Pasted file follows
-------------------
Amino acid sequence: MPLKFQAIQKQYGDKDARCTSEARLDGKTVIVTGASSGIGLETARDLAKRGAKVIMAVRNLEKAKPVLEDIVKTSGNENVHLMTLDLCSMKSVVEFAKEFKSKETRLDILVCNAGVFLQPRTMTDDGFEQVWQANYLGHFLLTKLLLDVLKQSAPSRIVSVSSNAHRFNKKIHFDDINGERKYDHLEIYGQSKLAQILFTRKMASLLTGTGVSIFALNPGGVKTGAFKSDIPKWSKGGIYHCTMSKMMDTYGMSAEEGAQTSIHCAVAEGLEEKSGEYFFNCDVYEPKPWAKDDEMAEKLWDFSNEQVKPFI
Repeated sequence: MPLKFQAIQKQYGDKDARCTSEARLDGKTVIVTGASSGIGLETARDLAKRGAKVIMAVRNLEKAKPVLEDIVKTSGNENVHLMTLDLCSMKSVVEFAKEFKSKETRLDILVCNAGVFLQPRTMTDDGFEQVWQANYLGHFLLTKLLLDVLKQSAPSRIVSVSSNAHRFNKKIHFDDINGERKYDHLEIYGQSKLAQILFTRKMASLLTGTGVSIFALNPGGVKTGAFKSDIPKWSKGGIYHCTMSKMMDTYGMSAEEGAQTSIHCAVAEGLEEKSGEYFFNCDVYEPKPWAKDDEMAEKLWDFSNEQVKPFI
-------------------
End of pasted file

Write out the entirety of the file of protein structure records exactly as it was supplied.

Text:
Amino acid sequence: MPLKFQAIQKQYGDKDARCTSEARLDGKTVIVTGASSGIGLETARDLAKRGAKVIMAVRNLEKAKPVLEDIVKTSGNENVHLMTLDLCSMKSVVEFAKEFKSKETRLDILVCNAGVFLQPRTMTDDGFEQVWQANYLGHFLLTKLLLDVLKQSAPSRIVSVSSNAHRFNKKIHFDDINGERKYDHLEIYGQSKLAQILFTRKMASLLTGTGVSIFALNPGGVKTGAFKSDIPKWSKGGIYHCTMSKMMDTYGMSAEEGAQTSIHCAVAEGLEEKSGEYFFNCDVYEPKPWAKDDEMAEKLWDFSNEQVKPFI
Repeated sequence: MPLKFQAIQKQYGDKDARCTSEARLDGKTVIVTGASSGIGLETARDLAKRGAKVIMAVRNLEKAKPVLEDIVKTSGNENVHLMTLDLCSMKSVVEFAKEFKSKETRLDILVCNAGVFLQPRTMTDDGFEQVWQANYLGHFLLTKLLLDVLKQSAPSRIVSVSSNAHRFNKKIHFDDINGERKYDHLEIYGQSKLAQILFTRKMASLLTGTGVSIFALNPGGVKTGAFKSDIPKWSKGGIYHCTMSKMMDTYGMSAEEGAQTSIHCAVAEGLEEKSGEYFFNCDVYEPKPWAKDDEMAEKLWDFSNEQVKPFI